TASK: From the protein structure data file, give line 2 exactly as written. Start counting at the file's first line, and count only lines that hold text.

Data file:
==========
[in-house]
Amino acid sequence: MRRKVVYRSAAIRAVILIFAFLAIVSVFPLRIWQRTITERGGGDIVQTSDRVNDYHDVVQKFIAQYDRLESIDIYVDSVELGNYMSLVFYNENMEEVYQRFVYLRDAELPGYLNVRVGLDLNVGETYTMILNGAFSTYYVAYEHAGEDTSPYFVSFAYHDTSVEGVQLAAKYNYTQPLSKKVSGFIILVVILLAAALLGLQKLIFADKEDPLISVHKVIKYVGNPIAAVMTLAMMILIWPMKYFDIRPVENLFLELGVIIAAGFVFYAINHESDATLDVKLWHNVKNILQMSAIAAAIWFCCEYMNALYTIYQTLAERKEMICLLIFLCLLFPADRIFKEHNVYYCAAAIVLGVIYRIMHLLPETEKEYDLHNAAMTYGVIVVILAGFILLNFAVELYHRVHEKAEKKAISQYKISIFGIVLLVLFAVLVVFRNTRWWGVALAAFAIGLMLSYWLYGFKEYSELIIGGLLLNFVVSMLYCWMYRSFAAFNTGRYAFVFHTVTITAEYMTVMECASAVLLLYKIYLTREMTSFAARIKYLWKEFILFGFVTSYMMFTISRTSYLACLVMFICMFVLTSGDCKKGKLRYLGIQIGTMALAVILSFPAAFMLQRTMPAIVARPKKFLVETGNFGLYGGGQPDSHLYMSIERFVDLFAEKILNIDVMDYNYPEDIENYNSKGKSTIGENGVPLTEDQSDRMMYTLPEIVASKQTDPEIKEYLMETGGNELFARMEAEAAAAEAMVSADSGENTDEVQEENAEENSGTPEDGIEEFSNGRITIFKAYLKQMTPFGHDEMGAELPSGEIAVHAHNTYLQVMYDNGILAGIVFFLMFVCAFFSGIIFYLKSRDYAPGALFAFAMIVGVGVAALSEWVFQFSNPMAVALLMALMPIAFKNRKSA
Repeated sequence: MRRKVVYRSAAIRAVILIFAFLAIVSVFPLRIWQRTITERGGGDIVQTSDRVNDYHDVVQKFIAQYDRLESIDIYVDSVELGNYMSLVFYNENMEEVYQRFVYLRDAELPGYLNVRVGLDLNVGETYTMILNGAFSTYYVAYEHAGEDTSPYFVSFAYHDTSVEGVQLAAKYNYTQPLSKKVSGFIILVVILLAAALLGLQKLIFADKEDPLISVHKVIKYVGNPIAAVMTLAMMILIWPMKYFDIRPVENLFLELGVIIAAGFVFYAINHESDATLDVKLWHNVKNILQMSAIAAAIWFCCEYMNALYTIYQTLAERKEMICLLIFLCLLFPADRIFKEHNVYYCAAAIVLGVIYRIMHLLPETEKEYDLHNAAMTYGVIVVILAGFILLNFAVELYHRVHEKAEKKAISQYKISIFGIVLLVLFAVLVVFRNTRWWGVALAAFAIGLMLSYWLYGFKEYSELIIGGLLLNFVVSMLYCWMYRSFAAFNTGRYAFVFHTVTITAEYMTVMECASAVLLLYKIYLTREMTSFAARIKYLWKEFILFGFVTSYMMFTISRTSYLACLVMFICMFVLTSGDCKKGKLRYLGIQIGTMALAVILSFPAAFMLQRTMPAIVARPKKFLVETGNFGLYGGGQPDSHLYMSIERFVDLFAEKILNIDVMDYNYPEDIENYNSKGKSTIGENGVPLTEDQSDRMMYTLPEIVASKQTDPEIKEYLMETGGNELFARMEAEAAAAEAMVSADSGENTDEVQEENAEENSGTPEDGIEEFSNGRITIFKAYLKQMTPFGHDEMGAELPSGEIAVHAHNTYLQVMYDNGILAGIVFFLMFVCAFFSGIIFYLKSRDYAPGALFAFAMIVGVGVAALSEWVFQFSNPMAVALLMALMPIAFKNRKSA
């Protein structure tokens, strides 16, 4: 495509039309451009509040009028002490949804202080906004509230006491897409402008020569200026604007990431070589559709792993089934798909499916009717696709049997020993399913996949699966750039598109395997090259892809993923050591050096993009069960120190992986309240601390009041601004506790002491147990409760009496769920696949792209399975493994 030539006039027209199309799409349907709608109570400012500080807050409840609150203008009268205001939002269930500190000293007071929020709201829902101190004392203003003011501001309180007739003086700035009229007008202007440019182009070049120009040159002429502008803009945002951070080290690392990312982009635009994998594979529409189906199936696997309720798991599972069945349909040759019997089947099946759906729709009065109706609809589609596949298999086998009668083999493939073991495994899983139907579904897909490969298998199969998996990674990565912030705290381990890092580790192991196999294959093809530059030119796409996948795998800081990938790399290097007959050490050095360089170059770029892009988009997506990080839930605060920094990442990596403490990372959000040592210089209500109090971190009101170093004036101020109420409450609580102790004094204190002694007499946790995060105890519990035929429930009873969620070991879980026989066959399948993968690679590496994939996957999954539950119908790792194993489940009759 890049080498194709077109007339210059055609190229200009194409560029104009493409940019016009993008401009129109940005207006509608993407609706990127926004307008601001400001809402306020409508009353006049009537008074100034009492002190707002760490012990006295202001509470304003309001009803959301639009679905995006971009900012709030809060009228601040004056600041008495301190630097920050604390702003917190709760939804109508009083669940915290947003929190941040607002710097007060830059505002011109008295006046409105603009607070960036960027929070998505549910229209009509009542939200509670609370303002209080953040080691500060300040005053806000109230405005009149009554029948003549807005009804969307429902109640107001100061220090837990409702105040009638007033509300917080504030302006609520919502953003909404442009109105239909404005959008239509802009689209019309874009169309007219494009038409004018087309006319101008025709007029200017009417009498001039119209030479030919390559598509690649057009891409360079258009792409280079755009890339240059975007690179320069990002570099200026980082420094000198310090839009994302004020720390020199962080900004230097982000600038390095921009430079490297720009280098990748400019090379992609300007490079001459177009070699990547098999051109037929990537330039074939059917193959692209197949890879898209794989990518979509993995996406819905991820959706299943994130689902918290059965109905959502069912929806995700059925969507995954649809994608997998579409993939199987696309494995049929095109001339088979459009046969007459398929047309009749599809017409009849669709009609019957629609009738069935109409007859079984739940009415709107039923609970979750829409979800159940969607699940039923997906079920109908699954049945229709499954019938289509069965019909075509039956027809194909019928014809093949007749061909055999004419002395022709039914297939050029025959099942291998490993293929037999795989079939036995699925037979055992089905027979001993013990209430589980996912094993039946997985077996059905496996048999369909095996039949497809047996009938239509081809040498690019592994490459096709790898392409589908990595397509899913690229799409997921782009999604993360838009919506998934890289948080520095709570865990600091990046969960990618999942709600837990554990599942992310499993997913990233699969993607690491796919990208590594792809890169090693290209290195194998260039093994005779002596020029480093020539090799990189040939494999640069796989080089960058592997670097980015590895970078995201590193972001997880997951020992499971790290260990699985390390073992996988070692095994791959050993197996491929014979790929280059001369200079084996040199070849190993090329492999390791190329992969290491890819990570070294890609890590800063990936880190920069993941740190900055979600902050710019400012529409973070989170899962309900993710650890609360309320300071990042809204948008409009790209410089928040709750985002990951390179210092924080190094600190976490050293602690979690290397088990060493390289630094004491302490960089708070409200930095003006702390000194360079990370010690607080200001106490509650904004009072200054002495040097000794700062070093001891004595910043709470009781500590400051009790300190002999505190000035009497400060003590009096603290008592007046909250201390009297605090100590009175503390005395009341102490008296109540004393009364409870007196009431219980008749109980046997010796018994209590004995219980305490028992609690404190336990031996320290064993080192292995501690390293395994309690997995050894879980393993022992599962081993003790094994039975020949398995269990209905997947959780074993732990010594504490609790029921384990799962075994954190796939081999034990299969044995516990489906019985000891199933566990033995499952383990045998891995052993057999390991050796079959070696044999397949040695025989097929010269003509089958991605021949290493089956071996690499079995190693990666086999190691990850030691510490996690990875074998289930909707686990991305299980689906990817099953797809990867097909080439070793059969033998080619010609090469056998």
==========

Amino acid sequence: MRRKVVYRSAAIRAVILIFAFLAIVSVFPLRIWQRTITERGGGDIVQTSDRVNDYHDVVQKFIAQYDRLESIDIYVDSVELGNYMSLVFYNENMEEVYQRFVYLRDAELPGYLNVRVGLDLNVGETYTMILNGAFSTYYVAYEHAGEDTSPYFVSFAYHDTSVEGVQLAAKYNYTQPLSKKVSGFIILVVILLAAALLGLQKLIFADKEDPLISVHKVIKYVGNPIAAVMTLAMMILIWPMKYFDIRPVENLFLELGVIIAAGFVFYAINHESDATLDVKLWHNVKNILQMSAIAAAIWFCCEYMNALYTIYQTLAERKEMICLLIFLCLLFPADRIFKEHNVYYCAAAIVLGVIYRIMHLLPETEKEYDLHNAAMTYGVIVVILAGFILLNFAVELYHRVHEKAEKKAISQYKISIFGIVLLVLFAVLVVFRNTRWWGVALAAFAIGLMLSYWLYGFKEYSELIIGGLLLNFVVSMLYCWMYRSFAAFNTGRYAFVFHTVTITAEYMTVMECASAVLLLYKIYLTREMTSFAARIKYLWKEFILFGFVTSYMMFTISRTSYLACLVMFICMFVLTSGDCKKGKLRYLGIQIGTMALAVILSFPAAFMLQRTMPAIVARPKKFLVETGNFGLYGGGQPDSHLYMSIERFVDLFAEKILNIDVMDYNYPEDIENYNSKGKSTIGENGVPLTEDQSDRMMYTLPEIVASKQTDPEIKEYLMETGGNELFARMEAEAAAAEAMVSADSGENTDEVQEENAEENSGTPEDGIEEFSNGRITIFKAYLKQMTPFGHDEMGAELPSGEIAVHAHNTYLQVMYDNGILAGIVFFLMFVCAFFSGIIFYLKSRDYAPGALFAFAMIVGVGVAALSEWVFQFSNPMAVALLMALMPIAFKNRKSA